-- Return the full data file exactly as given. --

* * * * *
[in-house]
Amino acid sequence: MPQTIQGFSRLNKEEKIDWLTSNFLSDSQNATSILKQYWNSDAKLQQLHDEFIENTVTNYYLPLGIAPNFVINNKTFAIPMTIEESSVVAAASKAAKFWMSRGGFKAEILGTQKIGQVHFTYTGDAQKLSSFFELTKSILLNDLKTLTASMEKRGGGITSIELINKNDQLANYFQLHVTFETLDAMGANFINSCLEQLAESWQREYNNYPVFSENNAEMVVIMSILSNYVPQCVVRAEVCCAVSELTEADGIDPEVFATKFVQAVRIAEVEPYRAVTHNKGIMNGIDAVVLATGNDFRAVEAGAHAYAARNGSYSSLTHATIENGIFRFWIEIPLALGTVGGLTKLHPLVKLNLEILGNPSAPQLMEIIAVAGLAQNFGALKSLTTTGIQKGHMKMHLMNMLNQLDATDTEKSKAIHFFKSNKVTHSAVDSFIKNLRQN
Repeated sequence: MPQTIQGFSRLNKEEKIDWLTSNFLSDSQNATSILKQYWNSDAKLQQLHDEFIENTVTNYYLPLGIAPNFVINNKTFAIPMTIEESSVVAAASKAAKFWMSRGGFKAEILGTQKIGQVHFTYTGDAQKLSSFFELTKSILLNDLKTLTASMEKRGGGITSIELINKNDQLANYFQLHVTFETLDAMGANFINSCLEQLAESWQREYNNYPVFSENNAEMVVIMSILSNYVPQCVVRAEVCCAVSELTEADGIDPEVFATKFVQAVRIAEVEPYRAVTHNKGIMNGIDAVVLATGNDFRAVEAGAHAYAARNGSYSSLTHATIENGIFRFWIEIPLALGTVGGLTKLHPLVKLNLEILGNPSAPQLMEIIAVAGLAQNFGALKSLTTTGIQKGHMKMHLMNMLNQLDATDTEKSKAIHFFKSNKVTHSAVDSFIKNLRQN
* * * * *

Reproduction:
[in-house]
Amino acid sequence: MPQTIQGFSRLNKEEKIDWLTSNFLSDSQNATSILKQYWNSDAKLQQLHDEFIENTVTNYYLPLGIAPNFVINNKTFAIPMTIEESSVVAAASKAAKFWMSRGGFKAEILGTQKIGQVHFTYTGDAQKLSSFFELTKSILLNDLKTLTASMEKRGGGITSIELINKNDQLANYFQLHVTFETLDAMGANFINSCLEQLAESWQREYNNYPVFSENNAEMVVIMSILSNYVPQCVVRAEVCCAVSELTEADGIDPEVFATKFVQAVRIAEVEPYRAVTHNKGIMNGIDAVVLATGNDFRAVEAGAHAYAARNGSYSSLTHATIENGIFRFWIEIPLALGTVGGLTKLHPLVKLNLEILGNPSAPQLMEIIAVAGLAQNFGALKSLTTTGIQKGHMKMHLMNMLNQLDATDTEKSKAIHFFKSNKVTHSAVDSFIKNLRQN
Repeated sequence: MPQTIQGFSRLNKEEKIDWLTSNFLSDSQNATSILKQYWNSDAKLQQLHDEFIENTVTNYYLPLGIAPNFVINNKTFAIPMTIEESSVVAAASKAAKFWMSRGGFKAEILGTQKIGQVHFTYTGDAQKLSSFFELTKSILLNDLKTLTASMEKRGGGITSIELINKNDQLANYFQLHVTFETLDAMGANFINSCLEQLAESWQREYNNYPVFSENNAEMVVIMSILSNYVPQCVVRAEVCCAVSELTEADGIDPEVFATKFVQAVRIAEVEPYRAVTHNKGIMNGIDAVVLATGNDFRAVEAGAHAYAARNGSYSSLTHATIENGIFRFWIEIPLALGTVGGLTKLHPLVKLNLEILGNPSAPQLMEIIAVAGLAQNFGALKSLTTTGIQKGHMKMHLMNMLNQLDATDTEKSKAIHFFKSNKVTHSAVDSFIKNLRQN